It will thus be seen that it is the purpose of the act, by protecting employees from employer interference, intimidation and coercion, to open the way for collective bargaining on a basis of equality of bargaining power between employers and freely chosen representatives of employees to the end that voluntary agreements between them as to wages, hours and other conditions of employment will be reached and thus industrial strife and unrest will be reduced. The function of the Board under the act is to pave the way for the achievement of that final goal. When an employer who has been engaged in a labor dispute with his employees abandons his previous opposition to the labor organization which is their free choice, bargains with that organization on their behalf and enters into a genuine collective bargaining agreement with it, the goal of the act has been achieved and the Board has no further jurisdiction with respect to the labor dispute which has been settled by the agreement. The parties having bargained and agreed upon the terms and conditions of employment for a definite period of time, their rights and obligations are fixed for that time and all that remains is for them to carry out the terms of the contract upon which they have agreed.
If during the life of such a contract an employee is discharged because of union membership and activity in direct violation of the terms of the contract, the employer has violated a contractual right of the employee which the latter is entitled to have enforced. But this is a breach of a private right which may be redressed in the manner stipulated in the agreement or by recourse to the courts. The National Labor Relations Act contemplates no more than the protection of the public rights which it creates and defines.National Licorice Co. v. Labor Board, 309 U.S. 350, 366, 60 S. Ct. 569, 84 L. Ed. 799. The breach of a covenant against discharge may not be redressed by the Board because, while clearly a breach of contract, the discharge is not an unfair labor practice within the meaning of the National Labor Relations Act since it cannot possibly have the effect of interfering with, restraining, or coercing the employees in exercising a right of collective bargaining which has already been fully and successfully exercised by them. The Board is concerned only with those situations in which an employer and his organized employees have not yet reached agreement; it is no part of its duty to police the relations between an employer and his employee under a collective bargaining agreement. To construe the Act otherwise would be to impose upon the Board the Herculean task of supervising the day to day relations of employers and employees in that vast and ever growing segment of commerce and industry in which successful collective bargaining has well nigh eliminated industrial strife. If Congress had intended that the Board should assume such enormous additional responsibility it would certainly have expressly so provided. This, as we have seen, it did not do.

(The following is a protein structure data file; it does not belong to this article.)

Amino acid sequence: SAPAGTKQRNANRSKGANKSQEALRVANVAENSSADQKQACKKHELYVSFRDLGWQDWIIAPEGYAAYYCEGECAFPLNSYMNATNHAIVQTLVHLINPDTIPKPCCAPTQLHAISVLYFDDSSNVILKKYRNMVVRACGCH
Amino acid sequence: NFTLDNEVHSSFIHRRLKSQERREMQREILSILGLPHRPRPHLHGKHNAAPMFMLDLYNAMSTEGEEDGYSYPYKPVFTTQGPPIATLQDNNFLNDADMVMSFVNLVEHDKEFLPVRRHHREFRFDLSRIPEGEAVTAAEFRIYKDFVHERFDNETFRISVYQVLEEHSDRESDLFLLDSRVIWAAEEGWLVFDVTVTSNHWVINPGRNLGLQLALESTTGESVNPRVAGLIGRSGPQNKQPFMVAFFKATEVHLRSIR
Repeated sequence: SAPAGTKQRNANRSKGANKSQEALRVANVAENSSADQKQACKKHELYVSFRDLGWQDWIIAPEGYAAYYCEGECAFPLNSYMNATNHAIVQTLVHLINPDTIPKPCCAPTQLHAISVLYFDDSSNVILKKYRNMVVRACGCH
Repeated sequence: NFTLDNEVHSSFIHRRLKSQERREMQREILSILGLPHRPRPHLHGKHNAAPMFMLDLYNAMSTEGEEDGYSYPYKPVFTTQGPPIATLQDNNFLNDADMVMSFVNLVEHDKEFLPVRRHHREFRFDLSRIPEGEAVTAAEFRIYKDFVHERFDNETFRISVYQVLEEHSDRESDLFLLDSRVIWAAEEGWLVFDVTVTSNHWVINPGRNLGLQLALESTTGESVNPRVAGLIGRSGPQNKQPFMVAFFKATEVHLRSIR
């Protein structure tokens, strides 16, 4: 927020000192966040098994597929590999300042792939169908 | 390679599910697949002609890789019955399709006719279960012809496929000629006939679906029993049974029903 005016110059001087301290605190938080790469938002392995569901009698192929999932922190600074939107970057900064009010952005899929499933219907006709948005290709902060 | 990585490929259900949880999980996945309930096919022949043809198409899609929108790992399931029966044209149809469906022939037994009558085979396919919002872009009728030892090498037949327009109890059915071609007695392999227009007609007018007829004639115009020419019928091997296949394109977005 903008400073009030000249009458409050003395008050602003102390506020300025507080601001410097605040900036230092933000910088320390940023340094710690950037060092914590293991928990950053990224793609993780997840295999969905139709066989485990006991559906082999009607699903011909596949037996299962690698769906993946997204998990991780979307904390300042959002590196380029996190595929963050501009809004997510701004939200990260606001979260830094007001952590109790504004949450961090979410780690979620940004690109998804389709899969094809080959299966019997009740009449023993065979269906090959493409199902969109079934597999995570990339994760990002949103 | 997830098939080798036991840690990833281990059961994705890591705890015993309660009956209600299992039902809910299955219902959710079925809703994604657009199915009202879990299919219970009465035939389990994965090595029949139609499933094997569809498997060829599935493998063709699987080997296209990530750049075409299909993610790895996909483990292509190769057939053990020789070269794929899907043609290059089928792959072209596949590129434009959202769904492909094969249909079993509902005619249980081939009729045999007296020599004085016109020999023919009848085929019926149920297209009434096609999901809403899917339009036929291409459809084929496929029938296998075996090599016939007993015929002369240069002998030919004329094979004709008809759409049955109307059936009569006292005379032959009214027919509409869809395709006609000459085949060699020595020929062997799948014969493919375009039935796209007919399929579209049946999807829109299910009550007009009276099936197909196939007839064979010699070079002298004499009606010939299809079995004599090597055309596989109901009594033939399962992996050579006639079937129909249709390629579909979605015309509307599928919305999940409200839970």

In the present case a long drawn out labor dispute between the Ledger Company and its employees finally terminated in the agreement of August 12, 1937. This agreement ran for the period of one year and was subsequently renewed in 1938 and 1939. It was in full force at the time of Miss Fahy's discharge. There was accordingly at that time no labor dispute in existence between the Ledger Company and its employees. Her discharge, while doubtless a violation of the agreement, was not an unfair labor practice which it was within the jurisdiction of the Board to restrain. Nor did the Board have jurisdiction to consider and restrain the unfair labor practices which had taken place prior to August 12, 1937, since those practices had been abandoned by the Ledger Company when it entered into negotiations with the Guild and signed the agreement with it. We accordingly concur in the view expressed by the dissenting member of the Board that the complaint in this case should not have been entertained by the Board.
A decree will be entered setting aside the order ...